Cover image for Derrida : deconstruction from phenomenology to ethics
Derrida : deconstruction from phenomenology to ethics
Howells, Christina.
Personal Author:
Publication Information:
Cambridge, UK : Polity Press ; Malden, MA : Blackwell, 1998.

Physical Description:
175 pages ; 23 cm.
Subject Term:

Format :


Call Number
Material Type
Home Location
Item Holds
B2430.D484 H69 1999 Adult Non-Fiction Non-Fiction Area

On Order



This book is an unusually readable and lucid account of thedevelopment of Derrida's work, from his early writings onphenomenology and structuralism to his most recent interventions indebates on psychoanalysis, ethics and politics.

Christina Howells gives a clear explanation of many of the keyterms of deconstruction - including differance, trace, supplementand logocentrism - and shows how they function in Derrida'swriting. She explores his critique of the notion of self-presencethrough his engagement with Husserl, and his critique of humanistconceptions of the subject through an account of his ambivalent andevolving relationship to the philosophy of Sartre. The question ofthe relationship between philosophy and literature is examinedthrough an analysis of the texts of the 1970s, and in particularGlas, where Derrida confronts Hegel's totalizing dialectics withthe fragmentary and iconoclastic writings of Jean Genet.

The author addresses directly the vexed questions of the extremedifficulty of Derrida's own writing and of the passionate hostilityit arouses in philosophers as diverse as Searle and Habermas. Sheargues that deconstruction is a vital stimulus to vigilance in boththe ethical and political spheres, contributing significantly todebate on issues such as democracy, the legacy of Marxism,responsibility, and the relationship between law and justice.

Comprehensive, cogently argued and up to date, this book will be aninvaluable text for students and scholars alike.

Author Notes

Christina Howells is Reader in French and Fellow of Wadham College, Oxford.

Reviews 1

Choice Review

This work is a critical exposition of the philosophy of Derrida, a leading contemporary French philosopher. Derrida is most well known for his concept of deconstruction and its applications to the critique of texts from various disciplines including literature, philosophy, psychoanalysis, and politics. Derrida's writings are notorious for their denseness, opacity, and even obscurantism; and Howells (Oxford) deserves to be congratulated for her earnest and heroic attempt to systematically present and clarify the methods, concepts, theses, and goals of Derrida's philosophizing. The book consists of an apologia and six chapters. The first chapter deals with Derrida's critique of Husserl's phenomenology, the second with structuralism, the third with language, speech, and writing, the fourth with deconstructing texts and the relation between literature and philosophy, the fifth with deconstruction and psychoanalysis, and the sixth and final one with the ethics and politics of deconstruction and the deconstruction of ethics and politics. Despite Howell's best efforts, the book is not easy reading, and her blind reverence and admiration for Derrida stand in the way of clarity and critical insight. Only Derrida scholars, at the graduate or researcher level, will find it beneficial. Copious notes and extensive bibliography. R. Puligandla University of Toledo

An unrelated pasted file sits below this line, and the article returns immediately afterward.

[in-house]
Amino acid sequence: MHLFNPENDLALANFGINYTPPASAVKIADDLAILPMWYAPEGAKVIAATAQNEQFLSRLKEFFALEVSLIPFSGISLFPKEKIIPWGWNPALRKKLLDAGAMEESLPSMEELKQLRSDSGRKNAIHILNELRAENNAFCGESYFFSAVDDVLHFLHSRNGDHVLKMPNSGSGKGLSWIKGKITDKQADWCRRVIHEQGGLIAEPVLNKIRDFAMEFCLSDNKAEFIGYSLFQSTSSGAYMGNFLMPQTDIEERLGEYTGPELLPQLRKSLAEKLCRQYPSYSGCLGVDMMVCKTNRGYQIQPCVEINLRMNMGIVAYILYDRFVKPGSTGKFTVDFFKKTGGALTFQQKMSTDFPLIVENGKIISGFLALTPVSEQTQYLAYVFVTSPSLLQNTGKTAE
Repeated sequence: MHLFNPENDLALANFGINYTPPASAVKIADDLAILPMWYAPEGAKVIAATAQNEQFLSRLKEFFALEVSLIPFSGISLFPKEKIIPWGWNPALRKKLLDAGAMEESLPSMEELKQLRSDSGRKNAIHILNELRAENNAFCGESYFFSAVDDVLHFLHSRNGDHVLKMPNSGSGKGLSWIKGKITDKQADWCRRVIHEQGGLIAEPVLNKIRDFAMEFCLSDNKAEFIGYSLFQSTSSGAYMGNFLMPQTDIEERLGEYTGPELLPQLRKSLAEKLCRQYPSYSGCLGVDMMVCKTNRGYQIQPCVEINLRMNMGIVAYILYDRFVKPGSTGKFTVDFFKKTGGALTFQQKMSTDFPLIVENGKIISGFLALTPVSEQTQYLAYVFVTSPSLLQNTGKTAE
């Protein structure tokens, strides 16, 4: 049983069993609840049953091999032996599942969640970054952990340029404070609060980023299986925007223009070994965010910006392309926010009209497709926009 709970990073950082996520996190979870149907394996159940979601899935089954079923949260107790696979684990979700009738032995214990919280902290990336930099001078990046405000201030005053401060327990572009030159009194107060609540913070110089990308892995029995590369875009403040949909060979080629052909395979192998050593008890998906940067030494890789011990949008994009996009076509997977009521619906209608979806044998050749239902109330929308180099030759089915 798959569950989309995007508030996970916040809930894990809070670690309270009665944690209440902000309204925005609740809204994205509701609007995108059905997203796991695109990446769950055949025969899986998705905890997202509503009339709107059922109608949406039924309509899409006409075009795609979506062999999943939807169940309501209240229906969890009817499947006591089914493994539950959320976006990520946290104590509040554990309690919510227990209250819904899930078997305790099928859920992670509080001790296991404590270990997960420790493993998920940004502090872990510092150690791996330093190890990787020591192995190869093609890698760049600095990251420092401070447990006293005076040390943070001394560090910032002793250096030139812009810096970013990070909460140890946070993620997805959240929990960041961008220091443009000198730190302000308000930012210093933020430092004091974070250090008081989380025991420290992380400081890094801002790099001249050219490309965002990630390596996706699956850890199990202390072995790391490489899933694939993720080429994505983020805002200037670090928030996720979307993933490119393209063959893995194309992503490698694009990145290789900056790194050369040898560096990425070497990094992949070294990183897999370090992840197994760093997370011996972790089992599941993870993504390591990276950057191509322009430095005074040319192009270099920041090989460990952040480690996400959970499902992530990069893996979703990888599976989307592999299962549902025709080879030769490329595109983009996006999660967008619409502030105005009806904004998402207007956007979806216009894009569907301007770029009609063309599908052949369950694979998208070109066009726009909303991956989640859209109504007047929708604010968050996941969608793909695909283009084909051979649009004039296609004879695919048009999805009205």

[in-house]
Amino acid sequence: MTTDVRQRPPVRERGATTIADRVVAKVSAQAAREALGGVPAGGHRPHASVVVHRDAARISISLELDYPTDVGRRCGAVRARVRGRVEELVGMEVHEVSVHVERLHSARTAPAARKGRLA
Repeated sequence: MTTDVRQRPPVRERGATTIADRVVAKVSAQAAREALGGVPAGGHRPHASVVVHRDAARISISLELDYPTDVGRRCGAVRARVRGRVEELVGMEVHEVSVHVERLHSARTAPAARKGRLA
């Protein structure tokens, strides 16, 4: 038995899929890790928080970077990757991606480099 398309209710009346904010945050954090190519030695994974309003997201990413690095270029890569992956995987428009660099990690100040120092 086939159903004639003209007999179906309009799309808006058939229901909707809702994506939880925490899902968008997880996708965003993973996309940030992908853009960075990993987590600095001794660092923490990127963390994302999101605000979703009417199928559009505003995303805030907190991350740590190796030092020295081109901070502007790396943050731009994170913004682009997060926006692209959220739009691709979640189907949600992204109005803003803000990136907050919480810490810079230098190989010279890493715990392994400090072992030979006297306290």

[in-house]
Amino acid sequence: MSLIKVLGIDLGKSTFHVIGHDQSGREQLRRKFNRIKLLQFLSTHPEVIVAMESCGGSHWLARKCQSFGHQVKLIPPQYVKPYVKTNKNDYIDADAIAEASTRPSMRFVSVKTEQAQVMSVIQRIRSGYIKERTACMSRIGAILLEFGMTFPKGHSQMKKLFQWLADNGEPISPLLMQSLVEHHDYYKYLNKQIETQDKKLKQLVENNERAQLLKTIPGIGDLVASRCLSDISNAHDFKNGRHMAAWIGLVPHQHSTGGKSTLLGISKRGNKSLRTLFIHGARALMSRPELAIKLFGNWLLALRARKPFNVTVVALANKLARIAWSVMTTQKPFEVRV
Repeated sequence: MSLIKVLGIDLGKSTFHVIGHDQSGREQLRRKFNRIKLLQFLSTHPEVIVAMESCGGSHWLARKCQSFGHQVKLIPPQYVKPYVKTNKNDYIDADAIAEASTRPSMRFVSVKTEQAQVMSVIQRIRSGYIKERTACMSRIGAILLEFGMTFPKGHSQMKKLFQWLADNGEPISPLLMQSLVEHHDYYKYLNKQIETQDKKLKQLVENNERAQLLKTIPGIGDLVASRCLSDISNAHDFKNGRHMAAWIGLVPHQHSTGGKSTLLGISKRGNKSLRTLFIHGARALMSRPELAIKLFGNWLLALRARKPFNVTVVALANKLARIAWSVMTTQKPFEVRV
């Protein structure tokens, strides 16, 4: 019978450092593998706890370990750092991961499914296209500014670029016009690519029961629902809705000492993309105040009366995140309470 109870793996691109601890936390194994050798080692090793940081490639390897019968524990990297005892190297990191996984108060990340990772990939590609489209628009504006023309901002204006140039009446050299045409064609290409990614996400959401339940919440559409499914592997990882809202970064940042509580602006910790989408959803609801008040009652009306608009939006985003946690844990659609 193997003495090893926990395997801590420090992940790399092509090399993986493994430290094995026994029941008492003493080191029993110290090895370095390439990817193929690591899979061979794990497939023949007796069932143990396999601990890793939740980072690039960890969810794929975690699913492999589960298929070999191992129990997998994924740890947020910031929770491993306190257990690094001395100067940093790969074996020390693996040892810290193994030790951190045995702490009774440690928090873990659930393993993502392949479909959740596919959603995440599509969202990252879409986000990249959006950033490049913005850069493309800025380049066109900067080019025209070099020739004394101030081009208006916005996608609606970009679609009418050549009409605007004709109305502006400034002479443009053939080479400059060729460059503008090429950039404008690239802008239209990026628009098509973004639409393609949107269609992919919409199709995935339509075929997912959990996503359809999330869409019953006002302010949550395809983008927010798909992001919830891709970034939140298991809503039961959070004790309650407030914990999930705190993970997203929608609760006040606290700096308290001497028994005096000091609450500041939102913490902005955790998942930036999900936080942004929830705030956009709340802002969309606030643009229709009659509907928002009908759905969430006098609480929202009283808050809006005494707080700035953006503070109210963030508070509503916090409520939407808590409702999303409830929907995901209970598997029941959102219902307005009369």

Table of Contents

1 Phenomenology
2 Structuralism
3 Language: Speech and Writing
4 Deconstructing the Text: Literature and Philosophy
5 Deconstruction and Psychoanalysis
6 The Ethics and Politics of Deconstruction and the Deconstruction of Ethics and Politics